The History of Franchising
How did franchising develop into the economic powerhouse it is today? You may find it interesting to take a look at franchising history. The word “franchise” is of Anglo-French derivation—from franc, meaning “free.” Franchising developed over time as an efficient way to do business.
In the middle ages, the local landowner would grant rights to the peasants or serfs, probably for consideration, to hunt, hold markets or fairs, or otherwise conduct business on his domain. With the rights came rules, and these rules became part of European Common Law. This model was the forefather of franchising.
Franchising history milestone: Singer’s sewing machine
Isaac M. Singer is credited with beginning the modern use of franchising in the U.S. In the early 1850s, he wanted to more widely distribute his sewing machine. However, he lacked the funding needed for manufacturing a large number. Another problem: people wouldn’t buy his machines without training on how to use them, a service that retailers did not know how to provide.
Singer’s solution generated money for manufacturing the machines. He charged licensing fees, giving licensees the right to sell his machines in certain geographical areas. These licensees took on the responsibility of teaching people how to use his machines. Singer’s model was so successful and his sewing machines so widely distributed that today the brand is a household name.
Franchising grew and developed following the success of Singer’s distribution methods. The dominant mode of today’s franchising is known as Business Format Franchising. The franchisor licenses its brand name, trademarks, and entire business concept to its franchisees. This model emerged after World War II and the baby boom. At that time, the public had an overwhelming need for all types of products and services and franchising provided a way to quickly grow businesses.
Franchising history milestone: the Golden Arches
In 1954, a milkshake-mixer salesman named Ray Kroc discovered the McDonald brothers’ small hamburger stand in San Bernardino, California. Kroc is credited with unleashing the wave of franchising we know today. He discovered the very reason the McDonald brothers were buying so many of his mixers: their high-volume production system enabled them to provide fast service with consistent results at a low cost. Kroc became their licensing agent and recruited franchisees, starting in the Chicago area. In 1961, he bought out the McDonald brothers’ interest and took the title of senior chairman. By 1988, McDonald’s had opened 10,000 restaurants. Today there are more than 35,000 McDonald’s restaurants worldwide.
Franchising history milestone: organization and regulation
As the number of franchised businesses grew, there emerged a need for legislation and consumer protection. The International Franchise Association (IFA) was founded in 1960 as a membership organization of franchisors, franchisees, and suppliers. Its purpose is to assist and guide the entire industry. The IFA Code of Ethics establishes best practices and represents ideals to which all IFA members agree to subscribe. The IFA works closely with the U.S. Congress and Federal Trade Commission. It has been integral in the expansion of franchising around the world.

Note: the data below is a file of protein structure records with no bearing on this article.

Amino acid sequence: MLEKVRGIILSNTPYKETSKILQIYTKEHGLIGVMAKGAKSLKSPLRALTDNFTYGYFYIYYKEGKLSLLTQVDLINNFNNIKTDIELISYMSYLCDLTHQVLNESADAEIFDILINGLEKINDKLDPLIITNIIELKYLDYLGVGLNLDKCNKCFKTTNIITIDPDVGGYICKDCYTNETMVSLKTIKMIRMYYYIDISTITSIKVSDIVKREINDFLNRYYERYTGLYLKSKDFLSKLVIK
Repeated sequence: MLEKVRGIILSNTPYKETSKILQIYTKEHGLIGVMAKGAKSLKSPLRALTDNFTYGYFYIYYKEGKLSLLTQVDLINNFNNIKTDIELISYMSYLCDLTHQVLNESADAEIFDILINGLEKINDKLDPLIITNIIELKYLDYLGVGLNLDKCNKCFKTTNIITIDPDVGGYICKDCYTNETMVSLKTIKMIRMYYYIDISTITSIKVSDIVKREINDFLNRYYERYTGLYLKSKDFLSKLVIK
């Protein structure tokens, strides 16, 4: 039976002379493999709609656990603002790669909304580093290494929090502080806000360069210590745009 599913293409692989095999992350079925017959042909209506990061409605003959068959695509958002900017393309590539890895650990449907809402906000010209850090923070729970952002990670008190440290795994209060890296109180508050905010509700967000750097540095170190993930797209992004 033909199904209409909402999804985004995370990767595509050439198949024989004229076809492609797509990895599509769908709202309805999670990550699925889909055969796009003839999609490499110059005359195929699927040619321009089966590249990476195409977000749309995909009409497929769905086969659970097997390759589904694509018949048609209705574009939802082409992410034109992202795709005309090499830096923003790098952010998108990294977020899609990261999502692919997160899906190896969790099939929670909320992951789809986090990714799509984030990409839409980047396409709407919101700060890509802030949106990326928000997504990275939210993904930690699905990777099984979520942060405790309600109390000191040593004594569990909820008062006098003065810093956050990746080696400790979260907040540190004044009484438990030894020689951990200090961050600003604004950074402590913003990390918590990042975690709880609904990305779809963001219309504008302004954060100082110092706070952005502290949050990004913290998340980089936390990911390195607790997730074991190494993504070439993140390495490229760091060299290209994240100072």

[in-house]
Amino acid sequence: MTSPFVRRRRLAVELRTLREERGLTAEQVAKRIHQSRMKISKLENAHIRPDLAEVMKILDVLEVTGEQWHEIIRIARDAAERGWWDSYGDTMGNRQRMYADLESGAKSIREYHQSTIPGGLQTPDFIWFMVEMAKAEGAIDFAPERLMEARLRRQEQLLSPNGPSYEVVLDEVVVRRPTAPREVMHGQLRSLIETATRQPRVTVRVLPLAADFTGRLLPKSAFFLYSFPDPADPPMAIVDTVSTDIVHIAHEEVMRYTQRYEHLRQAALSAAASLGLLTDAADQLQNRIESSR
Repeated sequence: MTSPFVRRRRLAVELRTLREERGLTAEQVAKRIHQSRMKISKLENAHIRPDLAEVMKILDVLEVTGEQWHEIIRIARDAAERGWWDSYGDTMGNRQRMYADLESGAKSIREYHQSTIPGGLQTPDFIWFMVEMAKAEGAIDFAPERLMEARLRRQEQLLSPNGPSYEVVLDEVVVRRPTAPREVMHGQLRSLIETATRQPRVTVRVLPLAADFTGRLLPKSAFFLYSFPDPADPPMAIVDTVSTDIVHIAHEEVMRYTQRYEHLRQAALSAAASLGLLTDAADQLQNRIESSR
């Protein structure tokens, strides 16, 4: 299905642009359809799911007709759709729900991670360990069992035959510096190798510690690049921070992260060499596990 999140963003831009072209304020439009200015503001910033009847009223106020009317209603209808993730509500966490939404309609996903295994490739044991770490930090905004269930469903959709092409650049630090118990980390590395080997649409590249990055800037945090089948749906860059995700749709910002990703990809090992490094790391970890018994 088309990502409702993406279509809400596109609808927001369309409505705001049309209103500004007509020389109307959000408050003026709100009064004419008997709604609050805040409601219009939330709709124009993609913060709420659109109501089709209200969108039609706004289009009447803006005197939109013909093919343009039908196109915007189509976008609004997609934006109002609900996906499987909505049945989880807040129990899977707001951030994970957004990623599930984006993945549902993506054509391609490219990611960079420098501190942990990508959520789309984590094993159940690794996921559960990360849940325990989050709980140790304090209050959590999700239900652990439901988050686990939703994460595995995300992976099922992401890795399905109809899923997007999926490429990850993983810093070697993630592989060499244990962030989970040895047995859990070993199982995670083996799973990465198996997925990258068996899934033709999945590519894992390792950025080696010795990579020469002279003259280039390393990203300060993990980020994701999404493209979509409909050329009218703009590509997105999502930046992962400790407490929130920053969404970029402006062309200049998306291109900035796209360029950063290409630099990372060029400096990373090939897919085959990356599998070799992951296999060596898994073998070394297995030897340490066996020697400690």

In 1978, the Federal Trade Commission enacted a law mandating a document now known as the Franchise Disclosure Document (FDD). The law requires franchisors to provide an FDD to all prospective franchisees prior to accepting any funds from them. In addition, franchisors must present the information in a consistent, straightforward, and relatively easy to understand manner. The result: all prospective franchisees have the opportunity to make an informed decision.
The FDD contains details about the franchise company including its history, officers, any litigation history, and estimated investment. The FDD must include a current list of franchise owners and their contact information. This enables prospective franchisees to research the franchisor’s claims by speaking with current franchisees.
In addition to federal regulations, 15 states have their own set of requirements that franchisors must meet in order to sell franchises. Since these requirements differ in each state, franchisors often move into these areas slowly, if at all.
Franchising has an enormous impact on the U.S. economy. According to a report released in January 2018 by the IFA, conducted by IHS Markit Economics, there are over 759,000 franchises in the U.S., employing over 8 million people. The report forecasts that franchise employment growth will continue to outpace economy-wide employment growth. It projects that the output of franchise businesses will increase to $757 billion in 2018. Franchising is clearly a powerful model to help people realize their dreams.